Nat’l policy on safe blood service launched

A national policy to guide the provision of safe blood services in the country to build a healthier population, was launched in Accra on Monday.

Themed: “Safe and adequate blood for all,” the new policy, seeks to attain a sustainable national supply of blood that relies 100 per cent on voluntary blood donation to meet the needs of patients, who require blood transfusion in both public and private health facilities.

The policy will also ensure the rational use of safe blood and its components in health facilitieswhile co-ordinating all activities related to blood donations to avoid duplications, in line with international best practices.

The Minister of Health, Kwaku Agyeman-Manu, speaking at the launch of the document, indicated that the policy culled from Ghana’s first ever National Blood Policy in 2006, was in line with government’s commitment to achieve Universal Health Coverage (UHC).

“It is our hope that by the end of 2030, there will be universal access to affordable essential medical services including blood services for a healthy population for national development,” he said.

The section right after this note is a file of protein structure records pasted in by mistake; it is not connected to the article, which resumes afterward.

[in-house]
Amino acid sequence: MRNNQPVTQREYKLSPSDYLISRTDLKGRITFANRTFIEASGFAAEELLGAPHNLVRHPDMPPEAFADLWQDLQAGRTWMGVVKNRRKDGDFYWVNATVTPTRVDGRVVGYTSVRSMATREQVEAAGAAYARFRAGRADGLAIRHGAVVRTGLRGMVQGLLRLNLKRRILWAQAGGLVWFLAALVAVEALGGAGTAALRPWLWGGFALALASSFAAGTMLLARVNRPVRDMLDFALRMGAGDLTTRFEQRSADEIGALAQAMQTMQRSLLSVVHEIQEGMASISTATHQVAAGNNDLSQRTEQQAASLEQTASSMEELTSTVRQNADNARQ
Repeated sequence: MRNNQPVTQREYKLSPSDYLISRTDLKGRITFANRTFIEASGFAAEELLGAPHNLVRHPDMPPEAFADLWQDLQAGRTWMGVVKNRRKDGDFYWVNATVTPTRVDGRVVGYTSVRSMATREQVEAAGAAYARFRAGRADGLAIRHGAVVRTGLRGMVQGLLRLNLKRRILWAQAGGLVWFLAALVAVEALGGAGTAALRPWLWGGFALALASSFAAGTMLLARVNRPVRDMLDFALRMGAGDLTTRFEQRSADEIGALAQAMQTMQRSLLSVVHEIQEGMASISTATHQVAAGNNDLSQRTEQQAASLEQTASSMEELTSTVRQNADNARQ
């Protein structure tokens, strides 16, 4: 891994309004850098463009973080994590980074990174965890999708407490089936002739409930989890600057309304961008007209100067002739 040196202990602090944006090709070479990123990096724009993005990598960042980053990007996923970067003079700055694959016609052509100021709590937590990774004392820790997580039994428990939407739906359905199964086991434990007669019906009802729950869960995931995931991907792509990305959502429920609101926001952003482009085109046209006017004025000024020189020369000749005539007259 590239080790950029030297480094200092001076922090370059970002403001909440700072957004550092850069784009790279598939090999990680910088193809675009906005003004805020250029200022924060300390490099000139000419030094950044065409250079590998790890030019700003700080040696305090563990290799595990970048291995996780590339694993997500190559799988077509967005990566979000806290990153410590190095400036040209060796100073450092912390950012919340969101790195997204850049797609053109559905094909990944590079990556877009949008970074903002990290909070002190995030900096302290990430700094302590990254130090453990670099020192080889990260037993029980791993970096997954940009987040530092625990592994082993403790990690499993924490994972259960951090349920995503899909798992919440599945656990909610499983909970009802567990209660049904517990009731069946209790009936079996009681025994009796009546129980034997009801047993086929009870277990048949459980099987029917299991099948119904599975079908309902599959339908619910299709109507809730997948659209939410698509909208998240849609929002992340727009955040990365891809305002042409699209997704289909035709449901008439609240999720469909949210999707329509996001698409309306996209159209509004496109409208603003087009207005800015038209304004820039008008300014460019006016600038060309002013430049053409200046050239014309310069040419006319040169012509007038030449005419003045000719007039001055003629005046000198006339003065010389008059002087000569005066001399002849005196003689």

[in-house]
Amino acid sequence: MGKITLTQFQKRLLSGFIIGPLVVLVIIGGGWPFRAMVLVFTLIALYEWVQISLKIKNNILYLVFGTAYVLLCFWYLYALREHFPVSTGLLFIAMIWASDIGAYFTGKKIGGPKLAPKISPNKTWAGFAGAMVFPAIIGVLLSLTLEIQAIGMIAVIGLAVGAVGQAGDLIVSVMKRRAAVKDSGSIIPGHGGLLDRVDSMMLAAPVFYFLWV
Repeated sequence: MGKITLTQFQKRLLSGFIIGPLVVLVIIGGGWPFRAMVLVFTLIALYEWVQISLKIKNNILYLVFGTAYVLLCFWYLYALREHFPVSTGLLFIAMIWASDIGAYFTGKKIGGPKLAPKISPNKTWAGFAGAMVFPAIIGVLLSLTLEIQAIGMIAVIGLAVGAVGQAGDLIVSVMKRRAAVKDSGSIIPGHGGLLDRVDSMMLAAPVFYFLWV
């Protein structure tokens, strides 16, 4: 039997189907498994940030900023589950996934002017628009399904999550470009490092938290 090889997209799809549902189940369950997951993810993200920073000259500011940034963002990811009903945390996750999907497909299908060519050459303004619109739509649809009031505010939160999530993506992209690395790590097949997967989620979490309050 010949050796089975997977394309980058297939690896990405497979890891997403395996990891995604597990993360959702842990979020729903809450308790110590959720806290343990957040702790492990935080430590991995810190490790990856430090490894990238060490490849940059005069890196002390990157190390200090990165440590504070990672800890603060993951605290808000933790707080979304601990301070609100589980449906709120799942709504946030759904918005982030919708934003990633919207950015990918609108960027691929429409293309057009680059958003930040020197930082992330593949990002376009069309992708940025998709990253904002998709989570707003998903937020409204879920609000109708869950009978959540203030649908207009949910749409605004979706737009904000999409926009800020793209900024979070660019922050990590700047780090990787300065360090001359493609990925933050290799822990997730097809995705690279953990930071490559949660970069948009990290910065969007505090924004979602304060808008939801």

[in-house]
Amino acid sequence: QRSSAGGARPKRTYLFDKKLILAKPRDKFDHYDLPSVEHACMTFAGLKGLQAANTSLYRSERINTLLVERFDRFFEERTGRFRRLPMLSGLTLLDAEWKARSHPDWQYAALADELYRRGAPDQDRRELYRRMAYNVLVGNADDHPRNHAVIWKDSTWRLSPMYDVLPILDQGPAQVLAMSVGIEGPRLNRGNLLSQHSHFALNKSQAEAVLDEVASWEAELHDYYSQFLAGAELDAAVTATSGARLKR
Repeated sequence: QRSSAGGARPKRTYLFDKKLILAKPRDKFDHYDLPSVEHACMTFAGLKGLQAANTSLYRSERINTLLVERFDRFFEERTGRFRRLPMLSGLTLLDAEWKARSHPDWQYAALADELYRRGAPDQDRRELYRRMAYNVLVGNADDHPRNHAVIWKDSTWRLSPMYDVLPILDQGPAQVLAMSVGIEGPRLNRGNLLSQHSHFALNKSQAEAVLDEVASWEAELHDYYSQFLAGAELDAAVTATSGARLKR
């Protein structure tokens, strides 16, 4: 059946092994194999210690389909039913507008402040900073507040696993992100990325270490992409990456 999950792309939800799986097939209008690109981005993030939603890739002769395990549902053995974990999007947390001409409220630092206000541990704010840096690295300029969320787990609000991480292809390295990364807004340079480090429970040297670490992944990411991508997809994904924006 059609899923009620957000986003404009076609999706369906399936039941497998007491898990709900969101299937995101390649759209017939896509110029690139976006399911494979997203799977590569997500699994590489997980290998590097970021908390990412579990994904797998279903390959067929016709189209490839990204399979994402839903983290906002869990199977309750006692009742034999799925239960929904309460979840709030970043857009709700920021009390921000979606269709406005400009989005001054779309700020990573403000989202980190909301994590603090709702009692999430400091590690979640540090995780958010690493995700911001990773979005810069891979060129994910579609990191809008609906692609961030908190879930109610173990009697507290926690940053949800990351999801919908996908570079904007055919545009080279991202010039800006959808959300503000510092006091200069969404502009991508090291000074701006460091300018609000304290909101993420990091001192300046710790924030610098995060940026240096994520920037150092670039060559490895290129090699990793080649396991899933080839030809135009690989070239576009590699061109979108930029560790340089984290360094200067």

The minister lauded the National Blood Service (NBS) and other stakeholders in the health sector, for keeping the industry running despite the effect of coronavirus disease (COVID-19).

“It is refreshing to note that besides the busy schedule that the COVID-19 pandemic brought, we also kept our eyes on the many other important things that needed to be done to strengthen the health delivery system and this policy is one of the many successes,” he stated.

Mr Agyeman-Manu urged health professionals to support the implementation of the policy.

Chief Executive Officer of the NBS, Dr Justina Ansah, said despite a steady rise in total annual blood donations in the country, the policy fell short of the WHO recommended minimum blood collection index (BCI) of 10 units per 1,000 population.

“Between 2016 and 2019, the BCI has been around 6.0 except in 2018 when it fell to 5.6. Voluntary unpaid blood donations averaged around 36 per cent of total donations nationwide over the same period.

Family replacement blood donations however, remain high accounting for more than 60 per cent of blood supply,” she disclosed.

Dr Ansah said that the National Blood Service (NBS) would implement the new policy in a short and medium term strategic plan with the collaboration of other stakeholders to attain its goals.

“Currently, the challenge of unmet demand for blood for transfusion in public and private health facilities appears very daunting but not unsurmountable. Not everyone can donate blood but we can all play various roles to support voluntary unpaid blood donation,” she said.

BY ABIGAIL ANNOH

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